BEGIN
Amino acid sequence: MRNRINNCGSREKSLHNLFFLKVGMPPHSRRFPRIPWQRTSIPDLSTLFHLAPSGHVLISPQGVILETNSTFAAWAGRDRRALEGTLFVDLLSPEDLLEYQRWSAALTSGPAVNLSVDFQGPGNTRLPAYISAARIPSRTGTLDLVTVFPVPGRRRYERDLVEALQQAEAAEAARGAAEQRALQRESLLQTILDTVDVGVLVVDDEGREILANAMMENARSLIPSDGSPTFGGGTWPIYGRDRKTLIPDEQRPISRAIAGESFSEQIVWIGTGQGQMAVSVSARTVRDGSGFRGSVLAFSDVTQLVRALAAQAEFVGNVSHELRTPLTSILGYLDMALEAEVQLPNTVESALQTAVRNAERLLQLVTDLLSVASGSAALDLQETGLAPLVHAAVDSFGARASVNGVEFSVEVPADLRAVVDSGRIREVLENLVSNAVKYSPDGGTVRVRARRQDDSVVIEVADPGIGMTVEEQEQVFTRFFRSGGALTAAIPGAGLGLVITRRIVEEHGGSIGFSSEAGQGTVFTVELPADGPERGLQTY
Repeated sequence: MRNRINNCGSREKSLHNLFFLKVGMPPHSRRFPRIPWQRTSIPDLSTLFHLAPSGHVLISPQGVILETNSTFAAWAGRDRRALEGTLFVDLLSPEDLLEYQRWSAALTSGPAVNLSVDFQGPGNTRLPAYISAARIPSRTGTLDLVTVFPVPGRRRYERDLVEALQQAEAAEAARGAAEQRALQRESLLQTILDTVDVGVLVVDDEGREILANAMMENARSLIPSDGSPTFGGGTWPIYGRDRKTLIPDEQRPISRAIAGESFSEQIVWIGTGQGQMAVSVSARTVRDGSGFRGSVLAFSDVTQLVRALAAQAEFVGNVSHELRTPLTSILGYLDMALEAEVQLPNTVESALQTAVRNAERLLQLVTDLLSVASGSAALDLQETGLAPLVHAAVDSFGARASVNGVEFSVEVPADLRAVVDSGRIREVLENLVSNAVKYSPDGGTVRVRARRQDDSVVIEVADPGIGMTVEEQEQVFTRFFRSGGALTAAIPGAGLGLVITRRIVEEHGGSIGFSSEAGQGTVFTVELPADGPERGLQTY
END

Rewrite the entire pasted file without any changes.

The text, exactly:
Amino acid sequence: MRNRINNCGSREKSLHNLFFLKVGMPPHSRRFPRIPWQRTSIPDLSTLFHLAPSGHVLISPQGVILETNSTFAAWAGRDRRALEGTLFVDLLSPEDLLEYQRWSAALTSGPAVNLSVDFQGPGNTRLPAYISAARIPSRTGTLDLVTVFPVPGRRRYERDLVEALQQAEAAEAARGAAEQRALQRESLLQTILDTVDVGVLVVDDEGREILANAMMENARSLIPSDGSPTFGGGTWPIYGRDRKTLIPDEQRPISRAIAGESFSEQIVWIGTGQGQMAVSVSARTVRDGSGFRGSVLAFSDVTQLVRALAAQAEFVGNVSHELRTPLTSILGYLDMALEAEVQLPNTVESALQTAVRNAERLLQLVTDLLSVASGSAALDLQETGLAPLVHAAVDSFGARASVNGVEFSVEVPADLRAVVDSGRIREVLENLVSNAVKYSPDGGTVRVRARRQDDSVVIEVADPGIGMTVEEQEQVFTRFFRSGGALTAAIPGAGLGLVITRRIVEEHGGSIGFSSEAGQGTVFTVELPADGPERGLQTY
Repeated sequence: MRNRINNCGSREKSLHNLFFLKVGMPPHSRRFPRIPWQRTSIPDLSTLFHLAPSGHVLISPQGVILETNSTFAAWAGRDRRALEGTLFVDLLSPEDLLEYQRWSAALTSGPAVNLSVDFQGPGNTRLPAYISAARIPSRTGTLDLVTVFPVPGRRRYERDLVEALQQAEAAEAARGAAEQRALQRESLLQTILDTVDVGVLVVDDEGREILANAMMENARSLIPSDGSPTFGGGTWPIYGRDRKTLIPDEQRPISRAIAGESFSEQIVWIGTGQGQMAVSVSARTVRDGSGFRGSVLAFSDVTQLVRALAAQAEFVGNVSHELRTPLTSILGYLDMALEAEVQLPNTVESALQTAVRNAERLLQLVTDLLSVASGSAALDLQETGLAPLVHAAVDSFGARASVNGVEFSVEVPADLRAVVDSGRIREVLENLVSNAVKYSPDGGTVRVRARRQDDSVVIEVADPGIGMTVEEQEQVFTRFFRSGGALTAAIPGAGLGLVITRRIVEEHGGSIGFSSEAGQGTVFTVELPADGPERGLQTY